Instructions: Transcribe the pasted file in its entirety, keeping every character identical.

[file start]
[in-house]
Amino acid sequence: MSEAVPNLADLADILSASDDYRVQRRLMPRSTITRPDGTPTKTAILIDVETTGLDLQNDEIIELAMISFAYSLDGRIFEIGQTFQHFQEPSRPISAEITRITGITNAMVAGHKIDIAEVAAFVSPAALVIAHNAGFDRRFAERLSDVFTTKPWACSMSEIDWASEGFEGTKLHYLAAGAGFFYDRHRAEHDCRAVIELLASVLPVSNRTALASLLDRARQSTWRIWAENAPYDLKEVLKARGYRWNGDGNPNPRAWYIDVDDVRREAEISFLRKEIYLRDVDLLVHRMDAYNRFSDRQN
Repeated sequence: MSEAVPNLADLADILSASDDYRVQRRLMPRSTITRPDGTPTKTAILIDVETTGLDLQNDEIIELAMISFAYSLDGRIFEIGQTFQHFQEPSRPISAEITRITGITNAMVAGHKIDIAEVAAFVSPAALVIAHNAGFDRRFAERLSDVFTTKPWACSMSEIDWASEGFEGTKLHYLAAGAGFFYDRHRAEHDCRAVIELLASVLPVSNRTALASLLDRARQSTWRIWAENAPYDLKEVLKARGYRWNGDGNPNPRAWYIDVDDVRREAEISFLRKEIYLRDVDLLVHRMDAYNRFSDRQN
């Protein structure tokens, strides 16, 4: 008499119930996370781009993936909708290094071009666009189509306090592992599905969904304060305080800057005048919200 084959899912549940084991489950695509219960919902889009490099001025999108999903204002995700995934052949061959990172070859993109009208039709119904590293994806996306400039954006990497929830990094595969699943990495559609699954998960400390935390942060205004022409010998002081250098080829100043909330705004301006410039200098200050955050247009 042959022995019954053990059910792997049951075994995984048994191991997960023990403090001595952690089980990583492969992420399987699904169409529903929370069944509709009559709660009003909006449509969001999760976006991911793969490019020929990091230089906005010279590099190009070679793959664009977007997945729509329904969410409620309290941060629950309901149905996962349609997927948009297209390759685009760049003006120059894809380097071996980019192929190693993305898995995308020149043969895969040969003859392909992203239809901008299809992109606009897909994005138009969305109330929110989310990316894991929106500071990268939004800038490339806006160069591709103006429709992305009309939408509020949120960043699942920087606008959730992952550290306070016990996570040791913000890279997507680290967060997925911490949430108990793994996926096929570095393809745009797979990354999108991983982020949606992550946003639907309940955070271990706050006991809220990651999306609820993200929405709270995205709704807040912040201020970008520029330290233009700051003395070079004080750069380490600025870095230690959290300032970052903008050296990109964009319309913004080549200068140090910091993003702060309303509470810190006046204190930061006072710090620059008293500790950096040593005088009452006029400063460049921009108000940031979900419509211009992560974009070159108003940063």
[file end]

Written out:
[in-house]
Amino acid sequence: MSEAVPNLADLADILSASDDYRVQRRLMPRSTITRPDGTPTKTAILIDVETTGLDLQNDEIIELAMISFAYSLDGRIFEIGQTFQHFQEPSRPISAEITRITGITNAMVAGHKIDIAEVAAFVSPAALVIAHNAGFDRRFAERLSDVFTTKPWACSMSEIDWASEGFEGTKLHYLAAGAGFFYDRHRAEHDCRAVIELLASVLPVSNRTALASLLDRARQSTWRIWAENAPYDLKEVLKARGYRWNGDGNPNPRAWYIDVDDVRREAEISFLRKEIYLRDVDLLVHRMDAYNRFSDRQN
Repeated sequence: MSEAVPNLADLADILSASDDYRVQRRLMPRSTITRPDGTPTKTAILIDVETTGLDLQNDEIIELAMISFAYSLDGRIFEIGQTFQHFQEPSRPISAEITRITGITNAMVAGHKIDIAEVAAFVSPAALVIAHNAGFDRRFAERLSDVFTTKPWACSMSEIDWASEGFEGTKLHYLAAGAGFFYDRHRAEHDCRAVIELLASVLPVSNRTALASLLDRARQSTWRIWAENAPYDLKEVLKARGYRWNGDGNPNPRAWYIDVDDVRREAEISFLRKEIYLRDVDLLVHRMDAYNRFSDRQN
């Protein structure tokens, strides 16, 4: 008499119930996370781009993936909708290094071009666009189509306090592992599905969904304060305080800057005048919200 084959899912549940084991489950695509219960919902889009490099001025999108999903204002995700995934052949061959990172070859993109009208039709119904590293994806996306400039954006990497929830990094595969699943990495559609699954998960400390935390942060205004022409010998002081250098080829100043909330705004301006410039200098200050955050247009 042959022995019954053990059910792997049951075994995984048994191991997960023990403090001595952690089980990583492969992420399987699904169409529903929370069944509709009559709660009003909006449509969001999760976006991911793969490019020929990091230089906005010279590099190009070679793959664009977007997945729509329904969410409620309290941060629950309901149905996962349609997927948009297209390759685009760049003006120059894809380097071996980019192929190693993305898995995308020149043969895969040969003859392909992203239809901008299809992109606009897909994005138009969305109330929110989310990316894991929106500071990268939004800038490339806006160069591709103006429709992305009309939408509020949120960043699942920087606008959730992952550290306070016990996570040791913000890279997507680290967060997925911490949430108990793994996926096929570095393809745009797979990354999108991983982020949606992550946003639907309940955070271990706050006991809220990651999306609820993200929405709270995205709704807040912040201020970008520029330290233009700051003395070079004080750069380490600025870095230690959290300032970052903008050296990109964009319309913004080549200068140090910091993003702060309303509470810190006046204190930061006072710090620059008293500790950096040593005088009452006029400063460049921009108000940031979900419509211009992560974009070159108003940063």